They crossed the Arctic Circle and entered the icefields of Baffin Bay, riding the foredeck for hours at a time, rising and falling, crashing slowly through the ice. At Fort Ross on Somerset Island, seventeen husky dogs were taken on and lashed to the deck (“they are already raising Cain”); an Italian cook named Tiny—“an all round good fellow,” says the diary—who weighed 25 pounds and “speaks Inuktitut with an Italian accent,” guided my mother and a few other passengers up the mountain to the cairn erected by Leopold McClintock in 1859 during his search for the Franklin expedition. My mother added a note to a bottle inside the cairn: “we the undersigned, passengers on the Nascopie, passed here on September 1th, 1946” and signed it with her new married name (the note is now in the Archives of the Northwest Territories in Yellowknife). “From where I was standing,” she said many years later, with fresh excitement, “I could see right into the Northwest Passage.” By now she was studying the Eskimo Phrasebook every day, but none of the natives could understand a word she said.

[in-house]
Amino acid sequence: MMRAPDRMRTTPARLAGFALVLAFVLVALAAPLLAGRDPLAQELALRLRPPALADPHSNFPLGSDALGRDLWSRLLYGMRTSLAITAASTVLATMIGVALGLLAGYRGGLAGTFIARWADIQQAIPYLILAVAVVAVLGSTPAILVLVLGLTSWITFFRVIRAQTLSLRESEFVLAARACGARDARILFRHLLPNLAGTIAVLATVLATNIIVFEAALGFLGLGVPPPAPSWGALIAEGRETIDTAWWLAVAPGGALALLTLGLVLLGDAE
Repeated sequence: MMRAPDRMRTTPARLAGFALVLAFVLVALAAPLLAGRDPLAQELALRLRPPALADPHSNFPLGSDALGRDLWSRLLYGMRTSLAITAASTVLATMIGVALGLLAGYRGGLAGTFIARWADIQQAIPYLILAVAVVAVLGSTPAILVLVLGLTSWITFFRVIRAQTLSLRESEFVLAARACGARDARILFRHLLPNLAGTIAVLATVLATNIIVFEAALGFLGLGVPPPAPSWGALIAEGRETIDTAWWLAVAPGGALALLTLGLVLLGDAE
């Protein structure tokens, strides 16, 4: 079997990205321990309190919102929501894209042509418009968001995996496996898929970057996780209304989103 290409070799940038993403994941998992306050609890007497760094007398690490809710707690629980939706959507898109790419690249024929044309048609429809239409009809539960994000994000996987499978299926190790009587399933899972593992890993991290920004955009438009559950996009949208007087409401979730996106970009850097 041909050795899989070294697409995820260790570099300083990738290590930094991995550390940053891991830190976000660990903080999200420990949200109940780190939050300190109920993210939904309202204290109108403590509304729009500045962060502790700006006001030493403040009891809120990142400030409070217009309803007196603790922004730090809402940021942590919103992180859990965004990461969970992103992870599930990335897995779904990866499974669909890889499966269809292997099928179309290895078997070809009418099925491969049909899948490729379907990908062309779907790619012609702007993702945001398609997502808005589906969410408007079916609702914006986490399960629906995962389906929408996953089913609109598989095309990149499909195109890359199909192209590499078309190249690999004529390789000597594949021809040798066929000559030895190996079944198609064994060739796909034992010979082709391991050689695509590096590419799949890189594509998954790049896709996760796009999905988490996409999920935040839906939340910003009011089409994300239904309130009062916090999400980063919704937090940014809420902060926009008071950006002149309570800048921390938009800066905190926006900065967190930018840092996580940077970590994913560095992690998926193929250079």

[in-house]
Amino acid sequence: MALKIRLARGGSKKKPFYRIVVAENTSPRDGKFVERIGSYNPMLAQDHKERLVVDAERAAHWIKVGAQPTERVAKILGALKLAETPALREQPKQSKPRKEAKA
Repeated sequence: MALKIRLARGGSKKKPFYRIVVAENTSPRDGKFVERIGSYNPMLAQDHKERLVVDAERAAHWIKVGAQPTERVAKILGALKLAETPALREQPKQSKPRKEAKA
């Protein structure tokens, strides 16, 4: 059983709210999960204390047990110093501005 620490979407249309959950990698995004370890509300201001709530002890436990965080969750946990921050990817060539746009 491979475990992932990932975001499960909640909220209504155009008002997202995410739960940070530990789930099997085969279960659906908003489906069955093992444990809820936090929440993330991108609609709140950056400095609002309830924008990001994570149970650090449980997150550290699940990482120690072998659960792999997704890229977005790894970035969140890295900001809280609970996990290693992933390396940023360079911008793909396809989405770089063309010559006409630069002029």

When Pangnirtung was ten days away, my mother and her husband were assigned a cabin to themselves: “we’re almost overcome!” says the diary. The sea was placid and the evenings glowed in the afterlight of the midnight sun. Volume One of the diary concludes in a rush after the arrival in Pangnirtung, in time to send it back with the Nascopie, which lingered in the fiord for a few days before disappearing early one morning. Now the doctor’s house is seen for the first time: “the cutest little place I’ve ever seen!” and described in detail (kerosene lamps; checkerboard curtains; a fold-up bathtub); the hospital staff, the church family, the HBC family, the Mounties—all are introduced. The family of Eetowanga and his wife Newkinga, hired to support my mother and her husband, remain at this stage on the periphery of her field of vision. “Everything is perfect and I know we’ll be very happy,” says the diary at the bottom of the last page.